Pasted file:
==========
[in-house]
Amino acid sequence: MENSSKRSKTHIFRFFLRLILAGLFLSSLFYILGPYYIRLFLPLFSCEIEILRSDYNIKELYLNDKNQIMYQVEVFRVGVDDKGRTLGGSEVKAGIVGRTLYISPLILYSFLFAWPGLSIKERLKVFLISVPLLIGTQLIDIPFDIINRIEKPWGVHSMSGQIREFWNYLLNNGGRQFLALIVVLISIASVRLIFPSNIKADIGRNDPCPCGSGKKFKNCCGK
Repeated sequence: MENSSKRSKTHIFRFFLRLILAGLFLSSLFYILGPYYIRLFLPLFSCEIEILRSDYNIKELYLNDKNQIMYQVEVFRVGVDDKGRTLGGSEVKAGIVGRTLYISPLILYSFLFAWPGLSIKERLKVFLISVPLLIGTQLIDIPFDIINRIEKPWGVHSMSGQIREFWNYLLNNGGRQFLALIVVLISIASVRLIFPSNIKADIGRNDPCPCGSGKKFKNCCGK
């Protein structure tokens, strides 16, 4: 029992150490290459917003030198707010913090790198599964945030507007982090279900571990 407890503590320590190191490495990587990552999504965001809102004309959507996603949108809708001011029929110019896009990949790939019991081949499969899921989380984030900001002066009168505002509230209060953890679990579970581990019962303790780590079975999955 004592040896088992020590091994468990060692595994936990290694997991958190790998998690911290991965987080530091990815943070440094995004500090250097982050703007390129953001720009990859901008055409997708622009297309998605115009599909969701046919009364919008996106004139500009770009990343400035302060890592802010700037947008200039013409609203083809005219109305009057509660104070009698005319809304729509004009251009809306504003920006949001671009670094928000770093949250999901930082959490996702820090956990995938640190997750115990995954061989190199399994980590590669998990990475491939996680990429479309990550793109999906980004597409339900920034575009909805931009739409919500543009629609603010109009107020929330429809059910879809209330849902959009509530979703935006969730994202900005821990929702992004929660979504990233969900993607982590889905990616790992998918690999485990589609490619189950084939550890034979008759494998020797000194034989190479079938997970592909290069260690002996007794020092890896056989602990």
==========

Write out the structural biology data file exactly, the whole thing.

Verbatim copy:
[in-house]
Amino acid sequence: MENSSKRSKTHIFRFFLRLILAGLFLSSLFYILGPYYIRLFLPLFSCEIEILRSDYNIKELYLNDKNQIMYQVEVFRVGVDDKGRTLGGSEVKAGIVGRTLYISPLILYSFLFAWPGLSIKERLKVFLISVPLLIGTQLIDIPFDIINRIEKPWGVHSMSGQIREFWNYLLNNGGRQFLALIVVLISIASVRLIFPSNIKADIGRNDPCPCGSGKKFKNCCGK
Repeated sequence: MENSSKRSKTHIFRFFLRLILAGLFLSSLFYILGPYYIRLFLPLFSCEIEILRSDYNIKELYLNDKNQIMYQVEVFRVGVDDKGRTLGGSEVKAGIVGRTLYISPLILYSFLFAWPGLSIKERLKVFLISVPLLIGTQLIDIPFDIINRIEKPWGVHSMSGQIREFWNYLLNNGGRQFLALIVVLISIASVRLIFPSNIKADIGRNDPCPCGSGKKFKNCCGK
């Protein structure tokens, strides 16, 4: 029992150490290459917003030198707010913090790198599964945030507007982090279900571990 407890503590320590190191490495990587990552999504965001809102004309959507996603949108809708001011029929110019896009990949790939019991081949499969899921989380984030900001002066009168505002509230209060953890679990579970581990019962303790780590079975999955 004592040896088992020590091994468990060692595994936990290694997991958190790998998690911290991965987080530091990815943070440094995004500090250097982050703007390129953001720009990859901008055409997708622009297309998605115009599909969701046919009364919008996106004139500009770009990343400035302060890592802010700037947008200039013409609203083809005219109305009057509660104070009698005319809304729509004009251009809306504003920006949001671009670094928000770093949250999901930082959490996702820090956990995938640190997750115990995954061989190199399994980590590669998990990475491939996680990429479309990550793109999906980004597409339900920034575009909805931009739409919500543009629609603010109009107020929330429809059910879809209330849902959009509530979703935006969730994202900005821990929702992004929660979504990233969900993607982590889905990616790992998918690999485990589609490619189950084939550890034979008759494998020797000194034989190479079938997970592909290069260690002996007794020092890896056989602990």